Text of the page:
Dean candidates make public presentations
July 27, 2005
KALAMAZOO--Three candidates for dean of graduate studies at Western Michigan University, all three members of the WMU faculty, will make public presentations Monday through Wednesday, Aug. 1-3.
All presentations will be held in the Brown and Gold Room of the Bernhard Center from 1:30 to 3 p.m. The candidates and dates of their presentations are: Dr. Alan Poling, professor of psychology, Monday, Aug. 1; Dr. Robert Ulin, professor and chair of anthropology, Tuesday, Aug. 2; and Dr. Susan Stapleton, professor of chemistry with a joint appointment in biological sciences, Wednesday, Aug. 3.
Candidates have been asked to speak to their vision for graduates studies at WMU and discuss specific innovative and creative ways they would advance the graduate-education culture on campus. Following the formal presentations, candidates will entertain questions from the audience.
Alan Poling joined the WMU faculty in 1977 and was named interim associate dean of the College of Arts and Sciences in 2003 and interim chair of the Department of Mathematics in 2004. His primary research is in psychopharmacology and behavior analysis, with grants from the National Institutes of Health and Department of Education funding much of his work. He was named a WMU Distinguished Faculty Scholar in 1996 and received the WMU College of Arts and Sciences Outstanding Achievement in Research and Creativity Activity Award in 2003. Poling received a bachelor's degree from Alderson-Broaddus College, a master's degree from West Virginia University and earned his doctoral degree the University of Minnesota.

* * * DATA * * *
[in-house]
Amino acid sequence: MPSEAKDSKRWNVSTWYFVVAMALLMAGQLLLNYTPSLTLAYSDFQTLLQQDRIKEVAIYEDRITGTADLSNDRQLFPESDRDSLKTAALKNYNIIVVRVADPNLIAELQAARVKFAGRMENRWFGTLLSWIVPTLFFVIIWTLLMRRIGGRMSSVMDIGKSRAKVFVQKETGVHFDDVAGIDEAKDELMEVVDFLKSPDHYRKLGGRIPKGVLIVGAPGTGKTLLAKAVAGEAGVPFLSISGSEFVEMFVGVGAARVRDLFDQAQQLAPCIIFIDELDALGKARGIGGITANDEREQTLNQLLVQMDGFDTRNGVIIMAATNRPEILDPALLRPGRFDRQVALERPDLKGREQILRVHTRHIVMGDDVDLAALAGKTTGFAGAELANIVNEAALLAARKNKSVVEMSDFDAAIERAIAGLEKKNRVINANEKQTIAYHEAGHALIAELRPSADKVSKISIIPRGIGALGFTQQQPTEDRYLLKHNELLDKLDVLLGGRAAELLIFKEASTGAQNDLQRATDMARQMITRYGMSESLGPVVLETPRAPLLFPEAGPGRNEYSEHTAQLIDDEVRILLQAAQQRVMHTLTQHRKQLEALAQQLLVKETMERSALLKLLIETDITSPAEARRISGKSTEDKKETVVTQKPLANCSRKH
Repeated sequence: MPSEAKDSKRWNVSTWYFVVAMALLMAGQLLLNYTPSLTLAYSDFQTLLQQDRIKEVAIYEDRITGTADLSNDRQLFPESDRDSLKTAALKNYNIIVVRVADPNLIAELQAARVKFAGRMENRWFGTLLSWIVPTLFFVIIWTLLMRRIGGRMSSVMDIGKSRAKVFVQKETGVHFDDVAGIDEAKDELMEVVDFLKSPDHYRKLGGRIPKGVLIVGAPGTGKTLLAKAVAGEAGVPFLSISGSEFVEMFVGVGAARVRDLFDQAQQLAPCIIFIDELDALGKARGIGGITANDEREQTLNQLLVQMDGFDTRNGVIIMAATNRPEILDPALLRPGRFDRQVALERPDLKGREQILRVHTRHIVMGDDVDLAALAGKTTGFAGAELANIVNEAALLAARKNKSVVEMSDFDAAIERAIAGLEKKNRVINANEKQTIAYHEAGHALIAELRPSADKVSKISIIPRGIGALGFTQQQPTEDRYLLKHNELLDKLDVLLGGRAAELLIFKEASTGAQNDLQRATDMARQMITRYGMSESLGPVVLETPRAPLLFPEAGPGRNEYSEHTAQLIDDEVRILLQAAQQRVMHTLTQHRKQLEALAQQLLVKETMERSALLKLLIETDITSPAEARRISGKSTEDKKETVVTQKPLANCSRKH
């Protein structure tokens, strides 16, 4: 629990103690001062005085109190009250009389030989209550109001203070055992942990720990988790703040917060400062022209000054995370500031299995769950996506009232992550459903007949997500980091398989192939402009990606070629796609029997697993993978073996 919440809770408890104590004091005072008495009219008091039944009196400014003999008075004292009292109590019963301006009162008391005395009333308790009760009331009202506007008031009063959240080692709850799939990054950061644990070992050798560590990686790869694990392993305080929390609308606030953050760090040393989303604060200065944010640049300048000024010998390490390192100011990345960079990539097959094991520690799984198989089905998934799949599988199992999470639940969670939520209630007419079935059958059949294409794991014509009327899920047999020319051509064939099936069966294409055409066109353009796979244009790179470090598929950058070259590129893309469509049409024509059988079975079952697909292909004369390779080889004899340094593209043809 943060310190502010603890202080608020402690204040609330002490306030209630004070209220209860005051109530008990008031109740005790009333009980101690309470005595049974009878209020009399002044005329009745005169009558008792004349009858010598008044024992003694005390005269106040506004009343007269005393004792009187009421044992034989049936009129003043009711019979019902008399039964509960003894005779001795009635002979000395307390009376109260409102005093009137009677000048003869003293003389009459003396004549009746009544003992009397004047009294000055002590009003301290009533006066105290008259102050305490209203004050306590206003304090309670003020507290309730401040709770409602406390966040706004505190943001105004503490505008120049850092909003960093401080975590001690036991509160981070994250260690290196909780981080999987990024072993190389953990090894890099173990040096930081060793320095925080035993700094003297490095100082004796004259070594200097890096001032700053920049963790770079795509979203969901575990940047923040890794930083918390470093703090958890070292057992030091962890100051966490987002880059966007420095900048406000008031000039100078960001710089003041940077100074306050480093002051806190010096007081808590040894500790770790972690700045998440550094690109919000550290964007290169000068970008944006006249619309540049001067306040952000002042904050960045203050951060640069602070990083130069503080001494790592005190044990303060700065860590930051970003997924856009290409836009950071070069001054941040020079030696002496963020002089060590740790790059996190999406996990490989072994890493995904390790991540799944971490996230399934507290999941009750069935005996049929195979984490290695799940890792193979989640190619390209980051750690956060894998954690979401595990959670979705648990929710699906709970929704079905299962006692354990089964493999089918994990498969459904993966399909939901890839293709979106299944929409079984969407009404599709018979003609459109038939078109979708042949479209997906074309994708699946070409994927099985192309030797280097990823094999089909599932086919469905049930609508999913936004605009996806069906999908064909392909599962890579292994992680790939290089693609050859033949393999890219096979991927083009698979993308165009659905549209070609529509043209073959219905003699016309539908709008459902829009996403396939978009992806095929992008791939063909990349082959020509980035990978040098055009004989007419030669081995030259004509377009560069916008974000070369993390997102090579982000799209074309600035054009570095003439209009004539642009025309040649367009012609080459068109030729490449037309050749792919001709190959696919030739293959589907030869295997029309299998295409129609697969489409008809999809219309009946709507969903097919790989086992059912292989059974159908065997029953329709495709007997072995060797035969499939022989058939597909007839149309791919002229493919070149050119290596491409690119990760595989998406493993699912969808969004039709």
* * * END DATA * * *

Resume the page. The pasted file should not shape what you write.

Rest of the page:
Susan Stapleton joined the WMU faculty in 1989 and has conducted extensive federally funded joint research in biochemistry with grants from such agencies as the National Science Foundation, National Institutes of Health and Diabetes Research and Education Foundation. She is part of WMU's Center for Research into Environmental Signal Transduction, which investigates the effects of environmental contaminants on human cells. Her CREST research is focused on the effects of metals as insulin-mimicking substances, which ultimately could lead to development of new treatments for diabetes and other insulin-related diseases. Stapleton earned her undergraduate degree from Juniata College and a doctorate from Miami University.
Robert Ulin was named chair of anthropology in 1999, coming to WMU from the University of Kansas, where he had served one year as visiting associate professor of anthropology. Prior to that, he had served as associate professor and chair of the Department of Sociology and Anthropology at Allegheny College since 1992 and as assistant professor there from 1985 to 1992. He also has been a visiting scholar or adjunct faculty member at several colleges in the United States and France and has conducted field research and published on the topic of French wine cooperatives. Ulin received his undergraduate degree from Whittier College and earned master's and doctoral degrees from New School University.
For more information, contact Dr. Joseph G. Reish, dean of University Libraries and chair of the search committee at firstname.lastname@example.org.
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